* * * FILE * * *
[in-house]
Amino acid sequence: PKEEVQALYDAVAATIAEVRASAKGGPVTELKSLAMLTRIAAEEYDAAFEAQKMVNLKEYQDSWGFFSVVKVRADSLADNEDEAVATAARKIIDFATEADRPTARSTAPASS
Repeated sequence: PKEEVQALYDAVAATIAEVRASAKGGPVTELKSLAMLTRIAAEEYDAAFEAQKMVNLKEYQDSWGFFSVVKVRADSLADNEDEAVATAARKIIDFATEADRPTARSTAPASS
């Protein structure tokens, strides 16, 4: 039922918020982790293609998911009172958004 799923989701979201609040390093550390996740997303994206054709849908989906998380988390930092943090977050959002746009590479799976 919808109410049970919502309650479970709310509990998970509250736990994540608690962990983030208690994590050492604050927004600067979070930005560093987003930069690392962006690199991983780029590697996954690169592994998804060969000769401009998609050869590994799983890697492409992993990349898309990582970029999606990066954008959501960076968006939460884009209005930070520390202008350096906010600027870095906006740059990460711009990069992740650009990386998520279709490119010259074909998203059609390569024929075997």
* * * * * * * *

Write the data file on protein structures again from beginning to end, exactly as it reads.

[in-house]
Amino acid sequence: PKEEVQALYDAVAATIAEVRASAKGGPVTELKSLAMLTRIAAEEYDAAFEAQKMVNLKEYQDSWGFFSVVKVRADSLADNEDEAVATAARKIIDFATEADRPTARSTAPASS
Repeated sequence: PKEEVQALYDAVAATIAEVRASAKGGPVTELKSLAMLTRIAAEEYDAAFEAQKMVNLKEYQDSWGFFSVVKVRADSLADNEDEAVATAARKIIDFATEADRPTARSTAPASS
């Protein structure tokens, strides 16, 4: 039922918020982790293609998911009172958004 799923989701979201609040390093550390996740997303994206054709849908989906998380988390930092943090977050959002746009590479799976 919808109410049970919502309650479970709310509990998970509250736990994540608690962990983030208690994590050492604050927004600067979070930005560093987003930069690392962006690199991983780029590697996954690169592994998804060969000769401009998609050869590994799983890697492409992993990349898309990582970029999606990066954008959501960076968006939460884009209005930070520390202008350096906010600027870095906006740059990460711009990069992740650009990386998520279709490119010259074909998203059609390569024929075997």